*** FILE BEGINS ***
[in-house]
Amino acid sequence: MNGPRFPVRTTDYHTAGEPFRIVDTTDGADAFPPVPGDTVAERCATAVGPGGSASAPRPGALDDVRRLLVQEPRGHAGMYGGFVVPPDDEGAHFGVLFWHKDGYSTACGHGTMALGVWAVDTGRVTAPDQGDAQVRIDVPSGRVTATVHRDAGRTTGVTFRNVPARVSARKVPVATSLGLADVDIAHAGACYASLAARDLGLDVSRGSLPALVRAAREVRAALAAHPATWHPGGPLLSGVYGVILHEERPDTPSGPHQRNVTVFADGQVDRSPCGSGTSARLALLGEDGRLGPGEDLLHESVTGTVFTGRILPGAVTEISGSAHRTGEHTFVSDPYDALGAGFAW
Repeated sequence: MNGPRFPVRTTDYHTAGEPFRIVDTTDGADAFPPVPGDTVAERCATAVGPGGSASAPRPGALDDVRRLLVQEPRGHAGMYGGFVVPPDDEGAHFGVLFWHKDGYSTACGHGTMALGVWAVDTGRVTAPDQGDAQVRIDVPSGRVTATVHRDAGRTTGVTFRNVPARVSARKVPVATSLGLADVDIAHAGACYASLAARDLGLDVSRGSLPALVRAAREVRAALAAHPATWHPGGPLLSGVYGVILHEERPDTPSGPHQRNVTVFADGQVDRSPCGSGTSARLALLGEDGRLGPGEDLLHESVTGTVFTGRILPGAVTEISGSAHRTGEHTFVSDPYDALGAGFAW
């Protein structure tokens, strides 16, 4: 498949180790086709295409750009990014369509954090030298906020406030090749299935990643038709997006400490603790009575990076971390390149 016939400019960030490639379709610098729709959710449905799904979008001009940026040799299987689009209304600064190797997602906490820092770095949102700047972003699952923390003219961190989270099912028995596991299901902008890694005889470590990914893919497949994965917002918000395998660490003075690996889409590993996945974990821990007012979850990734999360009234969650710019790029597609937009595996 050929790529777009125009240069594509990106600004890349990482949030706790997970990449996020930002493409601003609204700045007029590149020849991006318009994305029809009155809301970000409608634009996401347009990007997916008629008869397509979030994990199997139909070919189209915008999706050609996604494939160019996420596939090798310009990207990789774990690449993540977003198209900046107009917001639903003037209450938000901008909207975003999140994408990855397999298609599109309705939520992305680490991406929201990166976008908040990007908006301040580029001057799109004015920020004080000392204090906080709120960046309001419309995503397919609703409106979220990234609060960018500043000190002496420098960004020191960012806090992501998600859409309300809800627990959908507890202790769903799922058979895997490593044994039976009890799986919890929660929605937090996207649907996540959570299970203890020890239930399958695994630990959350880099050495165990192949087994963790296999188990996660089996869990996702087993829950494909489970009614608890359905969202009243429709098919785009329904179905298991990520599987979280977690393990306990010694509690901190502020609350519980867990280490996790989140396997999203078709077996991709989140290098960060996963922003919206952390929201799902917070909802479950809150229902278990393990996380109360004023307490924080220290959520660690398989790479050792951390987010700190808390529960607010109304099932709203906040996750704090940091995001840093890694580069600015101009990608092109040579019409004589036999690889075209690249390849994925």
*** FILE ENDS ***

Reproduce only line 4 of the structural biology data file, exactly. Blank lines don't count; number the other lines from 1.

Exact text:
């Protein structure tokens, strides 16, 4: 498949180790086709295409750009990014369509954090030298906020406030090749299935990643038709997006400490603790009575990076971390390149 016939400019960030490639379709610098729709959710449905799904979008001009940026040799299987689009209304600064190797997602906490820092770095949102700047972003699952923390003219961190989270099912028995596991299901902008890694005889470590990914893919497949994965917002918000395998660490003075690996889409590993996945974990821990007012979850990734999360009234969650710019790029597609937009595996 050929790529777009125009240069594509990106600004890349990482949030706790997970990449996020930002493409601003609204700045007029590149020849991006318009994305029809009155809301970000409608634009996401347009990007997916008629008869397509979030994990199997139909070919189209915008999706050609996604494939160019996420596939090798310009990207990789774990690449993540977003198209900046107009917001639903003037209450938000901008909207975003999140994408990855397999298609599109309705939520992305680490991406929201990166976008908040990007908006301040580029001057799109004015920020004080000392204090906080709120960046309001419309995503397919609703409106979220990234609060960018500043000190002496420098960004020191960012806090992501998600859409309300809800627990959908507890202790769903799922058979895997490593044994039976009890799986919890929660929605937090996207649907996540959570299970203890020890239930399958695994630990959350880099050495165990192949087994963790296999188990996660089996869990996702087993829950494909489970009614608890359905969202009243429709098919785009329904179905298991990520599987979280977690393990306990010694509690901190502020609350519980867990280490996790989140396997999203078709077996991709989140290098960060996963922003919206952390929201799902917070909802479950809150229902278990393990996380109360004023307490924080220290959520660690398989790479050792951390987010700190808390529960607010109304099932709203906040996750704090940091995001840093890694580069600015101009990608092109040579019409004589036999690889075209690249390849994925």